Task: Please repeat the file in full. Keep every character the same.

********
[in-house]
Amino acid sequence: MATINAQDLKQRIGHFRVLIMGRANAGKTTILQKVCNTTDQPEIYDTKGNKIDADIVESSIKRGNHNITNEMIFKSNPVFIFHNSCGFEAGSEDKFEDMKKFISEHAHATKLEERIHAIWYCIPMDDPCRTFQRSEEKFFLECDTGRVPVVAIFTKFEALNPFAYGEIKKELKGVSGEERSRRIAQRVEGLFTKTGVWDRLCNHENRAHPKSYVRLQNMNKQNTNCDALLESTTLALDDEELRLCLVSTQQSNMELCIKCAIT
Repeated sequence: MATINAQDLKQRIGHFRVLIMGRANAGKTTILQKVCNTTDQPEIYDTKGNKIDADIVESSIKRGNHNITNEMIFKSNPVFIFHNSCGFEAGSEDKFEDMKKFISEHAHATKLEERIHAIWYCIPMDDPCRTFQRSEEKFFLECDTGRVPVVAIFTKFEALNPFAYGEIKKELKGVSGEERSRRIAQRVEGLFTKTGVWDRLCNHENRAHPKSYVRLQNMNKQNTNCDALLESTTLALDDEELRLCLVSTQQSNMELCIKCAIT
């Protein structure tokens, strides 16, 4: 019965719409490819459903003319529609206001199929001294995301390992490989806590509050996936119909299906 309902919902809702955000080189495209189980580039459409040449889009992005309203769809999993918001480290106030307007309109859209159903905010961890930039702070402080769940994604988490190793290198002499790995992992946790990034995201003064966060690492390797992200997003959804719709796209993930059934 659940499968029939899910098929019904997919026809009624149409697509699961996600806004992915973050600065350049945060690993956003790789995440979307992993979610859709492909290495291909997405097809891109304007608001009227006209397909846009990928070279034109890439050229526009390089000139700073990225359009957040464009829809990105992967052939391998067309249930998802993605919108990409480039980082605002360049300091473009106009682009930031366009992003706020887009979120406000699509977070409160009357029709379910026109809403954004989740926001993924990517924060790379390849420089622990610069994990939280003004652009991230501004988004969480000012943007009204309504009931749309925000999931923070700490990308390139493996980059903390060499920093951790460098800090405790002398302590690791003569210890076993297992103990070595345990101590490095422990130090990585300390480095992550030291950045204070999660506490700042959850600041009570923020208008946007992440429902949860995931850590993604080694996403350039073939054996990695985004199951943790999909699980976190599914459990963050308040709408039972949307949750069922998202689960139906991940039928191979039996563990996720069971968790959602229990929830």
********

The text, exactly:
[in-house]
Amino acid sequence: MATINAQDLKQRIGHFRVLIMGRANAGKTTILQKVCNTTDQPEIYDTKGNKIDADIVESSIKRGNHNITNEMIFKSNPVFIFHNSCGFEAGSEDKFEDMKKFISEHAHATKLEERIHAIWYCIPMDDPCRTFQRSEEKFFLECDTGRVPVVAIFTKFEALNPFAYGEIKKELKGVSGEERSRRIAQRVEGLFTKTGVWDRLCNHENRAHPKSYVRLQNMNKQNTNCDALLESTTLALDDEELRLCLVSTQQSNMELCIKCAIT
Repeated sequence: MATINAQDLKQRIGHFRVLIMGRANAGKTTILQKVCNTTDQPEIYDTKGNKIDADIVESSIKRGNHNITNEMIFKSNPVFIFHNSCGFEAGSEDKFEDMKKFISEHAHATKLEERIHAIWYCIPMDDPCRTFQRSEEKFFLECDTGRVPVVAIFTKFEALNPFAYGEIKKELKGVSGEERSRRIAQRVEGLFTKTGVWDRLCNHENRAHPKSYVRLQNMNKQNTNCDALLESTTLALDDEELRLCLVSTQQSNMELCIKCAIT
């Protein structure tokens, strides 16, 4: 019965719409490819459903003319529609206001199929001294995301390992490989806590509050996936119909299906 309902919902809702955000080189495209189980580039459409040449889009992005309203769809999993918001480290106030307007309109859209159903905010961890930039702070402080769940994604988490190793290198002499790995992992946790990034995201003064966060690492390797992200997003959804719709796209993930059934 659940499968029939899910098929019904997919026809009624149409697509699961996600806004992915973050600065350049945060690993956003790789995440979307992993979610859709492909290495291909997405097809891109304007608001009227006209397909846009990928070279034109890439050229526009390089000139700073990225359009957040464009829809990105992967052939391998067309249930998802993605919108990409480039980082605002360049300091473009106009682009930031366009992003706020887009979120406000699509977070409160009357029709379910026109809403954004989740926001993924990517924060790379390849420089622990610069994990939280003004652009991230501004988004969480000012943007009204309504009931749309925000999931923070700490990308390139493996980059903390060499920093951790460098800090405790002398302590690791003569210890076993297992103990070595345990101590490095422990130090990585300390480095992550030291950045204070999660506490700042959850600041009570923020208008946007992440429902949860995931850590993604080694996403350039073939054996990695985004199951943790999909699980976190599914459990963050308040709408039972949307949750069922998202689960139906991940039928191979039996563990996720069971968790959602229990929830």